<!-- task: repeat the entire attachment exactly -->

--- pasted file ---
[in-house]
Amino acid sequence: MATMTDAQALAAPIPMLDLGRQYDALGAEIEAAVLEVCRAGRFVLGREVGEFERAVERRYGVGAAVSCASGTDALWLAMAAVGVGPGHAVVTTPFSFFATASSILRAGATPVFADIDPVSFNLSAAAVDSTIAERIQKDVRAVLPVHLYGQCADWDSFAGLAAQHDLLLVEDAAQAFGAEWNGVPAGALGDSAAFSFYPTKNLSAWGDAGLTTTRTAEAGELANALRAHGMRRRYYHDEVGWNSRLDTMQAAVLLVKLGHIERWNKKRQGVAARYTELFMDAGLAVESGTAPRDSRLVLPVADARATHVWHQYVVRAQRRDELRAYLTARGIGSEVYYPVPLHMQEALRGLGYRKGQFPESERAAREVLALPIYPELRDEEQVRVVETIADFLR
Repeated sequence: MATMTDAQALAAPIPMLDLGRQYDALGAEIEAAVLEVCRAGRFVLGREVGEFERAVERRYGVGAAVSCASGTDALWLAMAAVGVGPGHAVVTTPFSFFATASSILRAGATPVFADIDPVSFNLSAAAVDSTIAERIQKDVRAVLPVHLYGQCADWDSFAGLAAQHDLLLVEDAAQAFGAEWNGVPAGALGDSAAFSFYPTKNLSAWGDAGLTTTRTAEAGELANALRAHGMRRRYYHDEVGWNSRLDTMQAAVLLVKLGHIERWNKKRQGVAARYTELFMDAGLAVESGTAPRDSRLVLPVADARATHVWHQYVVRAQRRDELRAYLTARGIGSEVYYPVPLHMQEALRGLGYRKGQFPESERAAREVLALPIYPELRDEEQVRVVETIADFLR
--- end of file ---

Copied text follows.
[in-house]
Amino acid sequence: MATMTDAQALAAPIPMLDLGRQYDALGAEIEAAVLEVCRAGRFVLGREVGEFERAVERRYGVGAAVSCASGTDALWLAMAAVGVGPGHAVVTTPFSFFATASSILRAGATPVFADIDPVSFNLSAAAVDSTIAERIQKDVRAVLPVHLYGQCADWDSFAGLAAQHDLLLVEDAAQAFGAEWNGVPAGALGDSAAFSFYPTKNLSAWGDAGLTTTRTAEAGELANALRAHGMRRRYYHDEVGWNSRLDTMQAAVLLVKLGHIERWNKKRQGVAARYTELFMDAGLAVESGTAPRDSRLVLPVADARATHVWHQYVVRAQRRDELRAYLTARGIGSEVYYPVPLHMQEALRGLGYRKGQFPESERAAREVLALPIYPELRDEEQVRVVETIADFLR
Repeated sequence: MATMTDAQALAAPIPMLDLGRQYDALGAEIEAAVLEVCRAGRFVLGREVGEFERAVERRYGVGAAVSCASGTDALWLAMAAVGVGPGHAVVTTPFSFFATASSILRAGATPVFADIDPVSFNLSAAAVDSTIAERIQKDVRAVLPVHLYGQCADWDSFAGLAAQHDLLLVEDAAQAFGAEWNGVPAGALGDSAAFSFYPTKNLSAWGDAGLTTTRTAEAGELANALRAHGMRRRYYHDEVGWNSRLDTMQAAVLLVKLGHIERWNKKRQGVAARYTELFMDAGLAVESGTAPRDSRLVLPVADARATHVWHQYVVRAQRRDELRAYLTARGIGSEVYYPVPLHMQEALRGLGYRKGQFPESERAAREVLALPIYPELRDEEQVRVVETIADFLR